We then wait on the jetty for our cruise and at 10 another three Dolphins turn up and are fed again.
At 10.30 we board our boat and are taken to a pearl farm to see how they are produced. It's the same as we saw at Willie Creek but it's part of the tour so we tag along.
Afterwards we set sail for the open sea and soon see more dolphins as they fish. We spend quite a while looking at them. We then see dolphins with sponges in their mouths which they use to flush out hiding fish. This is the only place in the world where dolphins act like this, and it is only the females that do this. The sponges are hard to see.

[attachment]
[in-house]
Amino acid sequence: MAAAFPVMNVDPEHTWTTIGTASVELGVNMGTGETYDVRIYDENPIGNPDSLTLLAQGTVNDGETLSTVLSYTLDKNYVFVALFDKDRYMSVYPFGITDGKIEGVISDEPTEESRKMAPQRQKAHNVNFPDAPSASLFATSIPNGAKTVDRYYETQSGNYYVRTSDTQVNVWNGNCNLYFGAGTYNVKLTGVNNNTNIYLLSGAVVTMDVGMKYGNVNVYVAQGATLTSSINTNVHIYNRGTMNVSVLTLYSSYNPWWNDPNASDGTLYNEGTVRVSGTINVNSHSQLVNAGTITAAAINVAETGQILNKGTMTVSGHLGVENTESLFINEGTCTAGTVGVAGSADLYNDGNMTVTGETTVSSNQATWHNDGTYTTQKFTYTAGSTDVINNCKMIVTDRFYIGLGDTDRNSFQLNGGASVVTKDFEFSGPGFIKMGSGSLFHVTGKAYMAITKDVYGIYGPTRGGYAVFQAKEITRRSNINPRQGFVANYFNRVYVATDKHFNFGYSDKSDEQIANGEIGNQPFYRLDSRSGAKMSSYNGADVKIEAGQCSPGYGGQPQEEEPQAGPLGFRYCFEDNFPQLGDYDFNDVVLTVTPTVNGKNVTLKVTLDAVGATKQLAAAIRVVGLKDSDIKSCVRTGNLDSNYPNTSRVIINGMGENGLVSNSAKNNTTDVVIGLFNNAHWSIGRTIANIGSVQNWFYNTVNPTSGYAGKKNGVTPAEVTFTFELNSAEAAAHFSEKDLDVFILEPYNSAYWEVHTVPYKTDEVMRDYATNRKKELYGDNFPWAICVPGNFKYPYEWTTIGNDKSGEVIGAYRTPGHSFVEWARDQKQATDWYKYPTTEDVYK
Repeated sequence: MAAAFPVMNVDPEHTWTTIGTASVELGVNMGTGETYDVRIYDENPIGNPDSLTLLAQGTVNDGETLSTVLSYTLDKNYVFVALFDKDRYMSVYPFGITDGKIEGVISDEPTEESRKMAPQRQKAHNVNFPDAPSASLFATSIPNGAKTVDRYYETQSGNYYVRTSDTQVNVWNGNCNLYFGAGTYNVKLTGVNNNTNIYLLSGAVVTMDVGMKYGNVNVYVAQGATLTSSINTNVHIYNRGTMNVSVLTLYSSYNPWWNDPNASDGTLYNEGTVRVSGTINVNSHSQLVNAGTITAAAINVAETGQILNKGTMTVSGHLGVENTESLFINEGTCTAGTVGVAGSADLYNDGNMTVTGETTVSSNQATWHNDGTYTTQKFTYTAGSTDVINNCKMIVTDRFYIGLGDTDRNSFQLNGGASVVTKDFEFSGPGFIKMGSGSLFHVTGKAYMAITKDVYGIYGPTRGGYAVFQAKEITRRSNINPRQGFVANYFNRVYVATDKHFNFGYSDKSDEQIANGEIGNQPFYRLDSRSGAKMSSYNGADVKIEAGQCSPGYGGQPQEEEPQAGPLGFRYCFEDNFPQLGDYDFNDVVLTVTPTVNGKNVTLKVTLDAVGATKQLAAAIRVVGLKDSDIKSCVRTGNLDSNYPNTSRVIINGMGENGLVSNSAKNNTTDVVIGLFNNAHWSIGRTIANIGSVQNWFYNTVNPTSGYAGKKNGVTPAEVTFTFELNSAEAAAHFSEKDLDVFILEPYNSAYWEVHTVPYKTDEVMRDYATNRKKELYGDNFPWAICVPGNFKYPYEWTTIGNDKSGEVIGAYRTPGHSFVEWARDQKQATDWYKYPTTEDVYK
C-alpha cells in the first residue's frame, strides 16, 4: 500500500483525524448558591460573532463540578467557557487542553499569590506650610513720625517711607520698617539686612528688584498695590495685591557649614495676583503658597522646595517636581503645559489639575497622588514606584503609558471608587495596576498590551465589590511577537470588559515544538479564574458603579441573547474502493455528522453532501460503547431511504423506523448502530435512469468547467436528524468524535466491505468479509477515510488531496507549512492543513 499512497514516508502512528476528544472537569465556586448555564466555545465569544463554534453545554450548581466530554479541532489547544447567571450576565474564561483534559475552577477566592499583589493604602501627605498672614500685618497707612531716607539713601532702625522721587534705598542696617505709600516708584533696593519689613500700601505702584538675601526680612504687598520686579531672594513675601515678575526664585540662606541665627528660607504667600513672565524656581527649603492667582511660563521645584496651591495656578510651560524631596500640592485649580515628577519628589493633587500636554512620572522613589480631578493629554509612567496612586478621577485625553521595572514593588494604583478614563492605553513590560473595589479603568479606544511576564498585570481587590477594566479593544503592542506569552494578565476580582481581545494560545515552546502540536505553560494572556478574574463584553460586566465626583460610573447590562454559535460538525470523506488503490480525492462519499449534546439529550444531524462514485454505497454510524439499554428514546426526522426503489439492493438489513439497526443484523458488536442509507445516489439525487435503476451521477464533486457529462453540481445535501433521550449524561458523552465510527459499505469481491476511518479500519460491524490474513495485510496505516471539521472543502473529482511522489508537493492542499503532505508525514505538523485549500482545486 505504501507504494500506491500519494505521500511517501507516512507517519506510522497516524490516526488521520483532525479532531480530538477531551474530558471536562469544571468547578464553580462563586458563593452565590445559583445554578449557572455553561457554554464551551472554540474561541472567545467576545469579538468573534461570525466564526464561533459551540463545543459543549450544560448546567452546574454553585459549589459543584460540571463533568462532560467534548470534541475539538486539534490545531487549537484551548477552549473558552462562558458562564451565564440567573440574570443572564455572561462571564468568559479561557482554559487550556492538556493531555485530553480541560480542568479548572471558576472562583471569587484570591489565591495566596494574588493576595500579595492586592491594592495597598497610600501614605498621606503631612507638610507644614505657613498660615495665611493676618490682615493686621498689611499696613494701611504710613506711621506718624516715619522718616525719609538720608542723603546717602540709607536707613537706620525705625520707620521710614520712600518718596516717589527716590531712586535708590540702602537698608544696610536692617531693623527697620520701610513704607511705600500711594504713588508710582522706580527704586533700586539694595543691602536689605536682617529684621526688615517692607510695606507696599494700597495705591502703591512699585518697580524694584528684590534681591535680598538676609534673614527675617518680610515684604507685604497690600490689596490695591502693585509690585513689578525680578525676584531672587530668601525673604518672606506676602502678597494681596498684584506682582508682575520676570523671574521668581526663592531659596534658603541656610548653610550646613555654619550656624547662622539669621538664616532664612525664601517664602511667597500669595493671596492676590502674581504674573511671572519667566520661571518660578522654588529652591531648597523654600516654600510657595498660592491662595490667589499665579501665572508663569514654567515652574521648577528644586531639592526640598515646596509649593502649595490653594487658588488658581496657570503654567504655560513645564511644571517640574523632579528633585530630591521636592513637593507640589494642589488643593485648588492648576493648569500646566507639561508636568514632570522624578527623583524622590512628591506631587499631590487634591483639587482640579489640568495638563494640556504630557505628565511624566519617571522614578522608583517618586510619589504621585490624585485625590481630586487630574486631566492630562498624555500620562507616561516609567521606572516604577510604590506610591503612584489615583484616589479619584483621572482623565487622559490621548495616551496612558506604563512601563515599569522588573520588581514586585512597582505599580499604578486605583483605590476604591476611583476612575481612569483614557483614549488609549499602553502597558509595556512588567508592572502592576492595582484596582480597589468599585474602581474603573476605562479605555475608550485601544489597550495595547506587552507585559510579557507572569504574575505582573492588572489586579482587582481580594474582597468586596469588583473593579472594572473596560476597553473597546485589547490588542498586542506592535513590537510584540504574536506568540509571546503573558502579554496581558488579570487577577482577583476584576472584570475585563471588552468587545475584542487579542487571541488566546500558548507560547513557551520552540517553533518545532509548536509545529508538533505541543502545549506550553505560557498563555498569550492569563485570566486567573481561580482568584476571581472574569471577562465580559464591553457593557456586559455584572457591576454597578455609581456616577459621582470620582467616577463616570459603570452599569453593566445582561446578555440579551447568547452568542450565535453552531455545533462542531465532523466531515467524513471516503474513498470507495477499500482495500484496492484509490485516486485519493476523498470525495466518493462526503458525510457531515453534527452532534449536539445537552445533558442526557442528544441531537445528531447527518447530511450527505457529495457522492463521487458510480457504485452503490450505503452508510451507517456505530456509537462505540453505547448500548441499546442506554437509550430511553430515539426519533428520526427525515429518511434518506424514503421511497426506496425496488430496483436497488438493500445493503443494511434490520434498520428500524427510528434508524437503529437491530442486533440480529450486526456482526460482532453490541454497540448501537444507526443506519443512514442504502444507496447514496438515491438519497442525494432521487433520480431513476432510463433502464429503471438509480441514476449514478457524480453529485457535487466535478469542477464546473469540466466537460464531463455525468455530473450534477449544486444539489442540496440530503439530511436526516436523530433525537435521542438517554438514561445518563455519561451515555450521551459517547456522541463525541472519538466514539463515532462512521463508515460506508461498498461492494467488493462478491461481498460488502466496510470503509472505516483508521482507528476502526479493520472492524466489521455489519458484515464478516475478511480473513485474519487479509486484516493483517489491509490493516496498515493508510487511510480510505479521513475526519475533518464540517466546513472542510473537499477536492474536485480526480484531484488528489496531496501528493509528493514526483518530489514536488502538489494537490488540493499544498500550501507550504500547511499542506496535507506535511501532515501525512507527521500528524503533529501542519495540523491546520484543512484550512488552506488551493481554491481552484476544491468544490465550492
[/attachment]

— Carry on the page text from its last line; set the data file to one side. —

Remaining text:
We then set off in search of Dugongs. A strange animal which is a bit like a seal with a walrus like mouth. It eats sea grass which is abundant
in Monkey Mia. The area has one of the largest population of them. We see two or three of them. We also see a few very large Loggerhead turtles.
It's been a good cruise and certainly much better than our last one.
We get back around lunchtime and spend the rest of the afternoon sitting on the beach where we see a number of dolphins in the shallows swimming up and down.
At 4 I go and try my luck again at fishing. I manage 7 fish, a record number but again too small to shout about.
We are woken in the night by the sound of rain on the roof and a few people scurring around putting things under cover. In the morning we have grey skies for the first time ever.
A few minutes drive back into Denham but we can't find an ATM so we set off for the day. Our first stop is half an hour down the road at the Ocean Park Aquarium. We have to wait a few minutes until it opens and then they explain that we get a guided tour from a marine